New study says big brands buying fake Twitter followers

27 Apr 2013


The New York Times yesterday reported that new research by Andrea Stroppa and Carlo De Micheli claims that brands like Pepsi, Mercedes-Benz and Louis Vuitton as also as hip-hop bigwigs 50 Cent and Sean Combs, aka Diddy have been buying fake followers. This follow their findings earlier this month that $18 bought 1,000 fake Twitter followers.

The researchers based their claims on unexplained spikes in accounts 'following' and 'unfollowing' the accounts they studied that could not be explained by traditional social media campaigns.

One company, though, Pepsi, denied to the Times that it was purchasing followers.

The study uncovered a multi-million dollar underground industry trading Twitter followers. According to the researchers, the industry was worth between $40 and $360-million, making it a  proftable venture for spammers.

There are a few web apps, like Twitter Audit and Status People though, that claim to keep out possible fake followers.

From the research it became clear that bigger was best… when it came to one's following and buying followers on Twitter seems to be the name of the game at a price.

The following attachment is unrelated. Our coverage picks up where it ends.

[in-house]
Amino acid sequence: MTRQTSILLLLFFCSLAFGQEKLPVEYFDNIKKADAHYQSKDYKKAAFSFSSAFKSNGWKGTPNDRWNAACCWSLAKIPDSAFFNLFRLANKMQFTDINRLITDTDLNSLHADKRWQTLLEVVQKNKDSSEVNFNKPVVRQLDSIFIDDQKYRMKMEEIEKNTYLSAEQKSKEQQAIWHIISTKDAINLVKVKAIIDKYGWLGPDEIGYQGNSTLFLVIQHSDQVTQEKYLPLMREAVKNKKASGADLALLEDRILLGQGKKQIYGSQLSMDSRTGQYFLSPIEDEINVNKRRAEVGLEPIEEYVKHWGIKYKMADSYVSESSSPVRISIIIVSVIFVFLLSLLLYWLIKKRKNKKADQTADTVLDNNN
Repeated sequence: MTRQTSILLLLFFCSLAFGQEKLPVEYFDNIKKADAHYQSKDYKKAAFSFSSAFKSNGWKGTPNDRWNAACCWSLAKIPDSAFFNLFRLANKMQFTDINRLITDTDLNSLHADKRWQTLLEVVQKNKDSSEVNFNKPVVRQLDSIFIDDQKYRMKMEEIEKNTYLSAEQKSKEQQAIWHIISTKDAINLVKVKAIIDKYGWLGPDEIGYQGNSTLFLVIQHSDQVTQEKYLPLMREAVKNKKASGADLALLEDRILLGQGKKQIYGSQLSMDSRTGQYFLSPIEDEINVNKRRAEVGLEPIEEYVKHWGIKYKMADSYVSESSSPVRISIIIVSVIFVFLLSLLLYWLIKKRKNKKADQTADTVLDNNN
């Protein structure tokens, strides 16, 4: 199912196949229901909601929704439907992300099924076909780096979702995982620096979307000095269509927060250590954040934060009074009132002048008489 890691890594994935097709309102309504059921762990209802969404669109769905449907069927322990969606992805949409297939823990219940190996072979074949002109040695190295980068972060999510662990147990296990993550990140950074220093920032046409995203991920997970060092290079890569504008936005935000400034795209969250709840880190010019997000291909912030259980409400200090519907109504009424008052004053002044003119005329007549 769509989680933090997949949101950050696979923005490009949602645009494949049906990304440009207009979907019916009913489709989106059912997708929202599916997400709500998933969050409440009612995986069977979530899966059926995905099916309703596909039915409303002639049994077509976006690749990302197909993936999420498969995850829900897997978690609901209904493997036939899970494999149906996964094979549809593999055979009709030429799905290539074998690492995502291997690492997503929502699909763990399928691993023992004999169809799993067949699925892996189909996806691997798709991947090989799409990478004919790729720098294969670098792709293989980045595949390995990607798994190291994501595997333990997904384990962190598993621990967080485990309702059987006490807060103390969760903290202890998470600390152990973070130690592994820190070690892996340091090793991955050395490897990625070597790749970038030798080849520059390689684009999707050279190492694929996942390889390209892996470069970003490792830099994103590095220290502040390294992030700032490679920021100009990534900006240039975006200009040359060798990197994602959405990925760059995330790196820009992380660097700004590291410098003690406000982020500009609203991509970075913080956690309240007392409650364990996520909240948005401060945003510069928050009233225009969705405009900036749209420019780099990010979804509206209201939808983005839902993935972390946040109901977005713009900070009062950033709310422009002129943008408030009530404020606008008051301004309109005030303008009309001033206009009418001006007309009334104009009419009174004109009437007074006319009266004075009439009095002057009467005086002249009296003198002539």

Pepsi is believed to have added 71,686 followers in only one day, while famous rapper 50 Cent lost 190342 followers in just one day last year January.

According to the report, many of these brands did not respond to requests for comments, except for Pepsi which attributed the spike to extensive advertising. A Pepsi spokesperson had been cited as saying that the strange spikes were due to ''paid activations with Twitter - such as promoted tweets - that were designed to boost our following around key brand activations.''

According to Status People, which is used to verify account followers, the massive beverage company had around 66 per cent real followers whereas the other 34 was made up of bots or fake accounts.

Such allegations concerning Twitter are not new though, and suspected reasons for buying followers were simply to feed egos or boost presence.

The researchers say the brands simply wanted to boast a decent image by showing how big their following was. Among other reasons are an increased online presence or a better SEO. The higher the clicks , the higher its results are on Google's search.

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